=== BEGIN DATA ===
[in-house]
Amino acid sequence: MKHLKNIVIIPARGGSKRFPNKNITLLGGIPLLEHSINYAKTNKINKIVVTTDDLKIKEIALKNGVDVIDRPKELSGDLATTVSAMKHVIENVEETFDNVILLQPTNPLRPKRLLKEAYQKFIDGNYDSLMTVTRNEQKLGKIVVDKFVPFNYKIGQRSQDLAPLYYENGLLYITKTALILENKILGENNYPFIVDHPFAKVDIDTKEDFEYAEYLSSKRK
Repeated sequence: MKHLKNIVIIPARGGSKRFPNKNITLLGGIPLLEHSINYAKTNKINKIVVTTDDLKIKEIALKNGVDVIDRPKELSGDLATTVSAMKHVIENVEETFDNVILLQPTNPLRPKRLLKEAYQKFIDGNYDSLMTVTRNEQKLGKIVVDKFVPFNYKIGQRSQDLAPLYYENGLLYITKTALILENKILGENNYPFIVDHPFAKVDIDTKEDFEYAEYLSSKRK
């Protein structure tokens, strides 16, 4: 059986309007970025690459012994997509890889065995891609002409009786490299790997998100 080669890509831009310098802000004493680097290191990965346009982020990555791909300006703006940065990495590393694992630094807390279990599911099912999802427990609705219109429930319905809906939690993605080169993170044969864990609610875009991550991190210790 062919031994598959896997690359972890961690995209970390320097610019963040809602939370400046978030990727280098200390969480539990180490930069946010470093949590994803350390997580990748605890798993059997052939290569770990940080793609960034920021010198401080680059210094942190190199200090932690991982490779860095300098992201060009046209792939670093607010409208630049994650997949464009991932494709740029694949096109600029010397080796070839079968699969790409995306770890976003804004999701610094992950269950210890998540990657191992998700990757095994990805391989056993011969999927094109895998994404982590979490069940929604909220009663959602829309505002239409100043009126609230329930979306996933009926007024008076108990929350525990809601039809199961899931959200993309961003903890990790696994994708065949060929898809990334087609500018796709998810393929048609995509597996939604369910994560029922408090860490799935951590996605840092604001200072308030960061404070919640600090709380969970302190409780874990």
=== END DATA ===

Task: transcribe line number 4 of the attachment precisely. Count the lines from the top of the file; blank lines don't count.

């Protein structure tokens, strides 16, 4: 059986309007970025690459012994997509890889065995891609002409009786490299790997998100 080669890509831009310098802000004493680097290191990965346009982020990555791909300006703006940065990495590393694992630094807390279990599911099912999802427990609705219109429930319905809906939690993605080169993170044969864990609610875009991550991190210790 062919031994598959896997690359972890961690995209970390320097610019963040809602939370400046978030990727280098200390969480539990180490930069946010470093949590994803350390997580990748605890798993059997052939290569770990940080793609960034920021010198401080680059210094942190190199200090932690991982490779860095300098992201060009046209792939670093607010409208630049994650997949464009991932494709740029694949096109600029010397080796070839079968699969790409995306770890976003804004999701610094992950269950210890998540990657191992998700990757095994990805391989056993011969999927094109895998994404982590979490069940929604909220009663959602829309505002239409100043009126609230329930979306996933009926007024008076108990929350525990809601039809199961899931959200993309961003903890990790696994994708065949060929898809990334087609500018796709998810393929048609995509597996939604369910994560029922408090860490799935951590996605840092604001200072308030960061404070919640600090709380969970302190409780874990």